In developed countries, the epidemiological shift in disease burden from acute to chronic diseases over the past 50 years has rendered acute care models of health service delivery inadequate to address the health needs of the population. In developing countries this shift is occurring at a much faster rate.
The health care delivery system has the potential to affect patients' adherence behaviour. Health care systems control access to care. For example, health systems control providers' schedules, length of appointments, allocation of resources, fee structures, communication and information systems, and organizational priorities. The following are examples of the ways in which systems influence patients' behaviour:
• Systems direct appointment length, and providers report that their schedules do not allow time to adequately address adherence behaviour (66).
• Systems determine fee structures, and in many systems (e.g. fee-for-service) the lack of financial reimbursement for patient counselling and education seriously threatens adherence-focused interventions.
• Systems allocate resources in a way that may result in high stress and increased demands upon providers which, in turn, have been associated with decreased adherence in their patients (67).
• Systems determine continuity of care. Patients demonstrate better adherence behaviour when they receive care from the same provider over time (68).
• Systems direct information sharing. The ability of clinics and pharmacies to share information on patients' behaviour regarding prescription refills has the potential to improve adherence.
• Systems determine the level of communication with patients. Ongoing communication efforts (e.g. telephone contacts) that keep the patient engaged in health care may be the simplest and most cost-effective strategy for improving adherence (69).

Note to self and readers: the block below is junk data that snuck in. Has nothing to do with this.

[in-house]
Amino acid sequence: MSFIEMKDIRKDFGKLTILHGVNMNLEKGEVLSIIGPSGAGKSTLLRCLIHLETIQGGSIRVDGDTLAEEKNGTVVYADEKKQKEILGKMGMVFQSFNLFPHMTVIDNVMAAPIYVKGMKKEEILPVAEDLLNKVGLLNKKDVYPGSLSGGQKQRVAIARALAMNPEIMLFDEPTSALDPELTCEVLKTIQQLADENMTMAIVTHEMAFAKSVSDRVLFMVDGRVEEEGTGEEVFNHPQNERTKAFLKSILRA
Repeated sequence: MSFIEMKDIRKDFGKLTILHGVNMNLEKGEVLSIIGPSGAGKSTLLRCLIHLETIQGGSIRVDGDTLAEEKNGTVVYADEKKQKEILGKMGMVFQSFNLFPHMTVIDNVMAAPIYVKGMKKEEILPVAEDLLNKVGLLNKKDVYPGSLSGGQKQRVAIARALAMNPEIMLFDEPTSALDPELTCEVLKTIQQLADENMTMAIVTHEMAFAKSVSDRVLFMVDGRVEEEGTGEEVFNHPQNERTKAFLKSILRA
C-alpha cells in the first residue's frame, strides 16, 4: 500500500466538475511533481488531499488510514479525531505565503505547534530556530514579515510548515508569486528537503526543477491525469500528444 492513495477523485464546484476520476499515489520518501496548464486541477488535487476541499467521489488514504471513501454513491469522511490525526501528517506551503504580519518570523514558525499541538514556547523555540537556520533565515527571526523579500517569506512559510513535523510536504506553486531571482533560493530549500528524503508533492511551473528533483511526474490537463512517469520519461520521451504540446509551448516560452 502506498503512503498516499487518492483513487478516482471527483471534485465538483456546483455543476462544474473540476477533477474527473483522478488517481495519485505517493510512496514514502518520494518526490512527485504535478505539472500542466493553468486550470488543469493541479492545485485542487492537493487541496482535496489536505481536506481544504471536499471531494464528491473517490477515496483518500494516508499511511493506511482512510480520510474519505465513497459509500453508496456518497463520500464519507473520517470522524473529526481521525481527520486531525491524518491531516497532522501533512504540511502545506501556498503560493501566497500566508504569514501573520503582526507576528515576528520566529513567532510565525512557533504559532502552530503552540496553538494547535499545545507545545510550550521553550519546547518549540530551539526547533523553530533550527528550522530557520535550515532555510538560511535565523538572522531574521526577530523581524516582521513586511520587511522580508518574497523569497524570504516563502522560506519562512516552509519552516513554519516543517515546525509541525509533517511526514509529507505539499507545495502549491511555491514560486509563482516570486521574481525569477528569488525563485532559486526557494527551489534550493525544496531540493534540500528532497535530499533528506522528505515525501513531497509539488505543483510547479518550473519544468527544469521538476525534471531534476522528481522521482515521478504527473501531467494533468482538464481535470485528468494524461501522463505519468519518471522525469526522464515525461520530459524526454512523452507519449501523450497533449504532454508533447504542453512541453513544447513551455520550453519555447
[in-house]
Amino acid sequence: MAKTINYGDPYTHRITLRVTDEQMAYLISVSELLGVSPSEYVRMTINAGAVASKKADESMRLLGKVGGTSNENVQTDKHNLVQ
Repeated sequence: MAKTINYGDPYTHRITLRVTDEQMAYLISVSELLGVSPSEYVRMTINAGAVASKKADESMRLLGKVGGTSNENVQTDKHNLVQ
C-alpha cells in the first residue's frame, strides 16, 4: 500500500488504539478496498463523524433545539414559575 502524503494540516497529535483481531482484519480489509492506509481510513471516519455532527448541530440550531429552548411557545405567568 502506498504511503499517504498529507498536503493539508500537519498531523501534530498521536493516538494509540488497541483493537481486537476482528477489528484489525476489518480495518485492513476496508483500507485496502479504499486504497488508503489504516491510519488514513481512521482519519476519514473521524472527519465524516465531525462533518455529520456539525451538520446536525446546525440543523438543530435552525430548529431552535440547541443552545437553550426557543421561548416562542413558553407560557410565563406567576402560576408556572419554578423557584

Few studies have evaluated programmes that have used such interventions, and this is a serious gap in the applied knowledge base. For an intervention to be truly multi-level, systemic barriers must be included. Unless variables such as these are addressed, it would be expected that the impact of the efforts of providers and patients would be limited by the external constraints.
The changing nature of disease prevalence also influences activities at the system level. Continued reliance on acute models has delayed the reforms necessary to address longer-term interventions for chronic conditions. In developing countries this shift is occurring at a much faster rate at a time when the battle against communicable diseases is still being fought.
In some countries, the attention of the policy-makers may remain focused on communicable diseases, for example HIV/AIDS and tuberculosis. However, these diseases are not effectively addressed by the acute care model. Even if it were to provide full and unrestricted access to appropriate drugs, the acute care model would lack impact because it does not address the broad determinants of adherence.